JV: Well, what I have seen is a lot of resilience from the Ukrainian population, a great deal of positive qualities which should be important in the modern world, including a very strong creativity and openness as well as a sense of innovation. All of which should have, in today’s world a great effect. I think I have seen some degree of political economic and social maturation of course. Again, it is a process which is still ongoing, which will surely take some time. What I’ve learned is that bold steps, and the drive of the people, are particularly important, especially in this system where there has been a lot of inertia in the past. A strong drive is needed as well as particularly strong motivation…

OR: To break out of past dependency?

JV: Yes and particularly, it requires a strong sense of public service, which in the past was not frequently enough found here. But what I have seen is a promising and very strong civil society, which is a very important partner for us and which you don’t necessarily see in many countries. I think that is very positive and very promising. We see that there is an emerging class of policy makers which is educated, open to the world, with integrity and ready to change things, and to make sacrifices.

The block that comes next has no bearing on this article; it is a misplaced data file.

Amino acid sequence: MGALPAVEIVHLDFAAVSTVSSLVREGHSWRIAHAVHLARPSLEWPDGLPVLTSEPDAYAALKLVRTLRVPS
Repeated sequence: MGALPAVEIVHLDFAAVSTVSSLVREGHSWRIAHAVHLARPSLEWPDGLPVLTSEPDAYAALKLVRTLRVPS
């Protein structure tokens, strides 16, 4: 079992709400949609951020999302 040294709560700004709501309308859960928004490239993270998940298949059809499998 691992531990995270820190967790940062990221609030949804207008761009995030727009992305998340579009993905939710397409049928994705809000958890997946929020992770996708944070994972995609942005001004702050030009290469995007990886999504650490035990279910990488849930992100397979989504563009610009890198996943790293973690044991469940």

OR: This is the rising young class of NGO leaders and young people in their early 30’s now. 

JV: Generally speaking, ideally they should permeate into policy making and there should be a real effort to be in a critical mass of reformers. You know that there is no reform without reformers, so that is something that you realize when you are involved in day-to-day policy making on the ground. There is no reform without reformers and the human aspect is particularly important. And I think, in that sense, provided that we continue to get this critical mass of people willing to change things, that have the courage to do so, I think, I’m quite confident that Ukraine is maturing and changing for the better. 

OR: So what more can be done by Ukrainians to continue the decommunization process?